Money, Art, Paid vs Free Content, and the Internet

A partial history of how artists, cultural producers, and content providers have experimented with funding and support models during the Internet Age.

Every new technology comes paired with a new crop of creative people who explore that technology. The earliest web code has ASCII art ebedded in it. After the film camera was released at the end of the 19th century, thousands of new photographers were born. Today, millions of people are Instagramming their lives. The shift to digital content and creativity, while ripe with explorations, has been mired with the problem of how to monetize and support that creativity. This timeline chronicles a partial history of how artists, cultural producers, and content providers have experimented with funding and support models during the Internet Age. The resulting picture shows a shift both in how people are looking for funding as well as who those funders are. ;xNLx;;xNLx;Ever since the days of BBSs, the internet has made it easier for us to find 'our' people. Some worry that the ease of information exchange has led to a more homogenized world, but I’d argue the opposite. We can now find the only other marker cap collector in the world and strike up a conversation. Niches can be hyper specialized and personalized because their reach is global. It isn’t a surprise, then, that the tools and platforms we use to support these sub-cultures will be equally idiosyncratic. Paywalls work for very dedicated users; Kickstarter works for pre-sale and projects with wide appeal; Sunday Soup thrives on community. Perhaps Net Art hasn’t found its tool yet, but the problem itself has been a [fertile ground]( for exploration.;xNLx;;xNLx;As the internet leaves its teenage years, standards and best practices for how we use the technology, where we draw the line on privacy, and how we support the people who make digital content and move our culture forward are unanswered questions. This is the fun part.;xNLx;;xNLx;_______________________________;xNLx;;xNLx;;xNLx;Information for this timeline was compiled from a large variety of (mostly US-based) sources, but there are a couple of major contributors: ;xNLx;[This list]( about Net Art, compiled by Will Brand for mention in [this article]( in [Art Fag City]( ;xNLx;;xNLx;[This article]( about the history of media paywalls featured in [The Week]( ;xNLx;;xNLx;*Tiki-toki does not allow for ongoing projects, so anything with an end date of December 2013 means that it is ongoing.;xNLx;;xNLx;_______________________________;xNLx;;xNLx;Eleanor Hanson Wise is the co-founder and director of [The Present Group](, a project-based initiative that blurs the line between art production, commerce, advocacy, and philanthropy. She has developed a program for TPG that includes an [art subscription service](, a [web hosting service]( that funds an intermittent [arts prize](, and [Art Micro Patronage](, an experimental exhibition platform showcasing and funding artwork online. TPG is currently developing [The People's E book](, a people-funded online tool to allow everyone to make e-books easily and for free.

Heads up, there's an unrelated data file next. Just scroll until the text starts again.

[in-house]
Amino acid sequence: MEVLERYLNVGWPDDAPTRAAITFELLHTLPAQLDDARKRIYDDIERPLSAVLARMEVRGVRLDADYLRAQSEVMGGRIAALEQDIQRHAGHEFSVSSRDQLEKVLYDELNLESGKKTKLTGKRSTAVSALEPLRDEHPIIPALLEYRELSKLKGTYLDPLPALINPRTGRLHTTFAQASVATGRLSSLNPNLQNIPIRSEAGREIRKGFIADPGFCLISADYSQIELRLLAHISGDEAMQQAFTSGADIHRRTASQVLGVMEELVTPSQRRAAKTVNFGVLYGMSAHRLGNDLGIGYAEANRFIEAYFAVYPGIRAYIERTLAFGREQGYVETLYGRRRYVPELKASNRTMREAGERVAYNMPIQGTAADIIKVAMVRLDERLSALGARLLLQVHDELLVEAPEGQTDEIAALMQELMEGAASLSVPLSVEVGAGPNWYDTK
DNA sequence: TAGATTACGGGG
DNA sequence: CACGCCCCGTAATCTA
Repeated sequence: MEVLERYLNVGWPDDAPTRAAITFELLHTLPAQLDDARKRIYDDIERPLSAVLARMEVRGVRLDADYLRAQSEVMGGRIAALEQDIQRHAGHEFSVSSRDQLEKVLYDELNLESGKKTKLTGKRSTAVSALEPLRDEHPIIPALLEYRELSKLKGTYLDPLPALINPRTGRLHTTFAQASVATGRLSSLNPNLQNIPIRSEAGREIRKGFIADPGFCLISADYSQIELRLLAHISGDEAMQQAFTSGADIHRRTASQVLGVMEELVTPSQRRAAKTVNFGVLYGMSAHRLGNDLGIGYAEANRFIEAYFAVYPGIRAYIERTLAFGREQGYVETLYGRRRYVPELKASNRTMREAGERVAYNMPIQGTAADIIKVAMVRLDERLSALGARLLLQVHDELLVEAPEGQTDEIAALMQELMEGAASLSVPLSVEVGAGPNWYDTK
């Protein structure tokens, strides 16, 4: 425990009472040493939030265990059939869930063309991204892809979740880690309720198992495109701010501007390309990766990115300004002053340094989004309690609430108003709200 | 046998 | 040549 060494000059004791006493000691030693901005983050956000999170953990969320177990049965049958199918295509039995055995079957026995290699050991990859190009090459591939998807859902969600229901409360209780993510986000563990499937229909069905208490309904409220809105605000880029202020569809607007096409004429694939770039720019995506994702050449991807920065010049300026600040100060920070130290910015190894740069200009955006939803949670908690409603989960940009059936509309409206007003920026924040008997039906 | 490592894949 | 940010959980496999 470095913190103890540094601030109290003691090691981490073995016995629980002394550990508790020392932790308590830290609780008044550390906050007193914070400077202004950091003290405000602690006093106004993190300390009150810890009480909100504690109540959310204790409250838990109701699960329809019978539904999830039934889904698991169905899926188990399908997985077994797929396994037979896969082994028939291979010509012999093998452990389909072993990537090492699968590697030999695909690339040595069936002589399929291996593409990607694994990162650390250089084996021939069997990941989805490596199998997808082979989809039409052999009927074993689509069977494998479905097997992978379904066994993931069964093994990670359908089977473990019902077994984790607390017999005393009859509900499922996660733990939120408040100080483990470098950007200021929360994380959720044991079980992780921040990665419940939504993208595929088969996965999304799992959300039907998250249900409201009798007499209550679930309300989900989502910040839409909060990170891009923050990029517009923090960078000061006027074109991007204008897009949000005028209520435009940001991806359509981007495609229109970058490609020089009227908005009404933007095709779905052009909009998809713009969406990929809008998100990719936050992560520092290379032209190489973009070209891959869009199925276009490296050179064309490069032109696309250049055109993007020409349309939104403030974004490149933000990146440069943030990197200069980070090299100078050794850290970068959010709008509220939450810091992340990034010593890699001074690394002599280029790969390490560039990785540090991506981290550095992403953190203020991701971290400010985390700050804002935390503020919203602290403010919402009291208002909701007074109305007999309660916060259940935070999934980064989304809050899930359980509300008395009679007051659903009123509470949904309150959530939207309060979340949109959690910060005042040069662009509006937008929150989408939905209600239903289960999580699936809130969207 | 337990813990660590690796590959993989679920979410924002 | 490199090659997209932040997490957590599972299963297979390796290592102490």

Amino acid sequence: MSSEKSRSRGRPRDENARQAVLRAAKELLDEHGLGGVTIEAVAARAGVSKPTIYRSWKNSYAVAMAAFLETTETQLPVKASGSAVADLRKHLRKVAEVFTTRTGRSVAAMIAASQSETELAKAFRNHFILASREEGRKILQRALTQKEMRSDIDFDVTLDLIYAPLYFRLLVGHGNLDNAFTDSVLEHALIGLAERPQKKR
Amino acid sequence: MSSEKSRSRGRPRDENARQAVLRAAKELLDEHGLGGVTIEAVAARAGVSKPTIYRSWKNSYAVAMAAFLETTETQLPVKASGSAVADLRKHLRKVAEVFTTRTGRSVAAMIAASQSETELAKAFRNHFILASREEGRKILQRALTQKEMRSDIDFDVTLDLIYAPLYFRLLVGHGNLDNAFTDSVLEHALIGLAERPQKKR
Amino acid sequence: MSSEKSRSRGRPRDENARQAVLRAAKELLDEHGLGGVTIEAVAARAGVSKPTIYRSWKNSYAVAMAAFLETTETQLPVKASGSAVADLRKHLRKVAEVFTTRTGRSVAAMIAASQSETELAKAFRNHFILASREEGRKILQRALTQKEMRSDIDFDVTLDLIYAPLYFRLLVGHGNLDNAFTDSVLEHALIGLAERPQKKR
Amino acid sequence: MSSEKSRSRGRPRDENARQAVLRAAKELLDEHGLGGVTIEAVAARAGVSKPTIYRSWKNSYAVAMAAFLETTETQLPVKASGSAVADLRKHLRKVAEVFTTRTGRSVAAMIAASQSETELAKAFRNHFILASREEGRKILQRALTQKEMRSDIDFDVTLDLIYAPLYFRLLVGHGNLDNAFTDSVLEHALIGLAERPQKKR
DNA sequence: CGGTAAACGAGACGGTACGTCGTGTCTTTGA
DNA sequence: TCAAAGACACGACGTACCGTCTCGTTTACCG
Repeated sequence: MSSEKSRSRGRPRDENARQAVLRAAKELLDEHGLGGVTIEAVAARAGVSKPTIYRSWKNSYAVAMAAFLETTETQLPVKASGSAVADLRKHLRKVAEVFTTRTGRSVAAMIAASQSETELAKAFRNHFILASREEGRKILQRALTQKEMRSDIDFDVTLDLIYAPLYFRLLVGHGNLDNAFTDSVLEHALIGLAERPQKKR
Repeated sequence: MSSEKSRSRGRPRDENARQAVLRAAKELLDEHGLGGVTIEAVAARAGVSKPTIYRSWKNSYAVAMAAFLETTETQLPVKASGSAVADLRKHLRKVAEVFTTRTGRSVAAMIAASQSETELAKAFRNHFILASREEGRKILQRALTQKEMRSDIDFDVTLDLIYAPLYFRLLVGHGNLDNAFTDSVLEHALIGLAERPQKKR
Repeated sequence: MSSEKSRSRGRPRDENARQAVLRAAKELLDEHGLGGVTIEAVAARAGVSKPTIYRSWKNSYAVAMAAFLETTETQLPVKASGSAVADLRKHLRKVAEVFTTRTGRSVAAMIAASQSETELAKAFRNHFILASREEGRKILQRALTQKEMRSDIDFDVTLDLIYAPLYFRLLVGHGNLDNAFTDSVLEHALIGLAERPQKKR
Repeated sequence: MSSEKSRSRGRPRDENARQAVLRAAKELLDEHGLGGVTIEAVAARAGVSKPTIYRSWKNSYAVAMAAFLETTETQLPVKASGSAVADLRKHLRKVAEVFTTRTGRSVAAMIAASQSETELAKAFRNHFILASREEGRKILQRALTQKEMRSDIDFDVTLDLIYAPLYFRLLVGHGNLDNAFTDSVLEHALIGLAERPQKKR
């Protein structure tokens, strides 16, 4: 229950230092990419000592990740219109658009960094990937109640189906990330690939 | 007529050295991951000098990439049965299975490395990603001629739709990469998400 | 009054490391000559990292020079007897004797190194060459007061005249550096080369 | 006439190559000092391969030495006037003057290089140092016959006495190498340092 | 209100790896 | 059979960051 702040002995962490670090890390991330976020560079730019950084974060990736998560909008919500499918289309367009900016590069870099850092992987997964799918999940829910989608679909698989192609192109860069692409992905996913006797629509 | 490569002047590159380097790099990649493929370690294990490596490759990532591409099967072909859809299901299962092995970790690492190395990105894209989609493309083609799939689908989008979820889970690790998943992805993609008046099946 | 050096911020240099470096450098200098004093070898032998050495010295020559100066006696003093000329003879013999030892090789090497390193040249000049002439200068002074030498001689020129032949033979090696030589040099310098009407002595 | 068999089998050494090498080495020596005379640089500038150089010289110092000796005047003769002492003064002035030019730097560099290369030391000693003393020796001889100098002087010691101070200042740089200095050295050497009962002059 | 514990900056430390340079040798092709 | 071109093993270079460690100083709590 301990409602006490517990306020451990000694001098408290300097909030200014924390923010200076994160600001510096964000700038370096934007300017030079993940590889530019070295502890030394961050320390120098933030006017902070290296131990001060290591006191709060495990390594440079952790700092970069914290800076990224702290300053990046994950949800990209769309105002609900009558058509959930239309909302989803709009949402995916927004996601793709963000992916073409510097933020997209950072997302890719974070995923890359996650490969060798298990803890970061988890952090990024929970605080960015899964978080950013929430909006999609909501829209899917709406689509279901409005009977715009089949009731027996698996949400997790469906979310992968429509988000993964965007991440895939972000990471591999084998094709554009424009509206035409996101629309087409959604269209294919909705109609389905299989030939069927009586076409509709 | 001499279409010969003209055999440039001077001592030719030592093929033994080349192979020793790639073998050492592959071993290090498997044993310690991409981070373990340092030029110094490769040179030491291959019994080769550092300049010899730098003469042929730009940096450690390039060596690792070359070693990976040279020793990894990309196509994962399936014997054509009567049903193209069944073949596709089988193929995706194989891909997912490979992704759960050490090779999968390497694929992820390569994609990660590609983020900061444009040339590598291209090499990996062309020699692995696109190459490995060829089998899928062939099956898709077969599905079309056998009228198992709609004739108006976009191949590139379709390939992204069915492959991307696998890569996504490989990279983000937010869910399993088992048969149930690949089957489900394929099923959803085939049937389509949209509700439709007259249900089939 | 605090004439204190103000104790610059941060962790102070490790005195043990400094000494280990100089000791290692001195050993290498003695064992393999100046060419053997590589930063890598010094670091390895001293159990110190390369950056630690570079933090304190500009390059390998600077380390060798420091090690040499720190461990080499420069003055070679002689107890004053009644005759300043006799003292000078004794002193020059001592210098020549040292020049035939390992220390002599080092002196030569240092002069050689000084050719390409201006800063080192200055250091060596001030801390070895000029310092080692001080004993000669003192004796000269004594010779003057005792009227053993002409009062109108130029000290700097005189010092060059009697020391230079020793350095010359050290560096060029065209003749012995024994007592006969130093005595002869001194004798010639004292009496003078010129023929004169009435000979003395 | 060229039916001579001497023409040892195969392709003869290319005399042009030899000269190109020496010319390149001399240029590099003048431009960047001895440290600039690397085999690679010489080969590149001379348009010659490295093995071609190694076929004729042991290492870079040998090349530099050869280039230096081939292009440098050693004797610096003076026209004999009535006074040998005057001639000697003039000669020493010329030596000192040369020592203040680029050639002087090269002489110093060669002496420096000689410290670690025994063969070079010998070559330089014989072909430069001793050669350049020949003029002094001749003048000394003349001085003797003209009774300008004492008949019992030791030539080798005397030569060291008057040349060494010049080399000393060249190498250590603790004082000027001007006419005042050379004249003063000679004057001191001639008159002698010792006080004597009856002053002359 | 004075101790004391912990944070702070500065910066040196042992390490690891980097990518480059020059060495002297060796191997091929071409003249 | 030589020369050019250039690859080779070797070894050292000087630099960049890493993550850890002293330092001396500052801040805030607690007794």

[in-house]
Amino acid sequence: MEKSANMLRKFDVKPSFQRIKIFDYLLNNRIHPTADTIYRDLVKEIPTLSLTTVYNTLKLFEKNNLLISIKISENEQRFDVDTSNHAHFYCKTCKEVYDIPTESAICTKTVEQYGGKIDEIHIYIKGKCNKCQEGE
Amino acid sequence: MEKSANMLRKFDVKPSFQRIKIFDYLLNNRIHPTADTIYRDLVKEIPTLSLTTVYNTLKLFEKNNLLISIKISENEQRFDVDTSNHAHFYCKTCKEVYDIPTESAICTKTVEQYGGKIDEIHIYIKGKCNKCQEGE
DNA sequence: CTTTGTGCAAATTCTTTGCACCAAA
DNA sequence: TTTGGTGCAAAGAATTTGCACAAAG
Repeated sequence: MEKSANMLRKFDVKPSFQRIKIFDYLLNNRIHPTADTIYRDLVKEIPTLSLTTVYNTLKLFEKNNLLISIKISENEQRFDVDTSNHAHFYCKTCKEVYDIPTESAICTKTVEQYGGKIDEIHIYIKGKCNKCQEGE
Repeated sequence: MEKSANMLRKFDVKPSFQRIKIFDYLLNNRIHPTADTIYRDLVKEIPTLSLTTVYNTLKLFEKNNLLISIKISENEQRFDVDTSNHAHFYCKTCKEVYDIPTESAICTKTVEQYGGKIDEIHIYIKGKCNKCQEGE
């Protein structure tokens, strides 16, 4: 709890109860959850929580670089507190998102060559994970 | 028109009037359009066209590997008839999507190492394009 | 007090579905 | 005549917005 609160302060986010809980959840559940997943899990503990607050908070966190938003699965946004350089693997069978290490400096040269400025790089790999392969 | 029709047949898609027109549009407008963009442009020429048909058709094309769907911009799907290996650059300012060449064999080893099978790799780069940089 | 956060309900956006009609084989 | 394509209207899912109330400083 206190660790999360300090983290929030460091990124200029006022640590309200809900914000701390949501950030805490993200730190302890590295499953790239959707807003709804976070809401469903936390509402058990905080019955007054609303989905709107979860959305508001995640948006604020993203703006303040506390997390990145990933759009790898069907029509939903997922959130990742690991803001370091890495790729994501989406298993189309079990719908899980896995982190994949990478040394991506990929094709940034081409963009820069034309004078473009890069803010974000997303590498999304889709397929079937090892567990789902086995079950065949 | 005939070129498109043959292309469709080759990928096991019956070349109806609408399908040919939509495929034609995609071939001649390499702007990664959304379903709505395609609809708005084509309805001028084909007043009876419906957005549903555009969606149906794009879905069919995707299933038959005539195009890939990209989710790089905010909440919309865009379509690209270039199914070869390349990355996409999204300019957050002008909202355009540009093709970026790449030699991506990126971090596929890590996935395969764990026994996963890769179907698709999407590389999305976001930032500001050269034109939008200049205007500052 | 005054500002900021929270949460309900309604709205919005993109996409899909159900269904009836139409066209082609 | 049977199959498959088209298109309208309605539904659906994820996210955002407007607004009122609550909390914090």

1996-06-01 00:00:00

Olia Lialina sells website code, but maintains right to control access to code.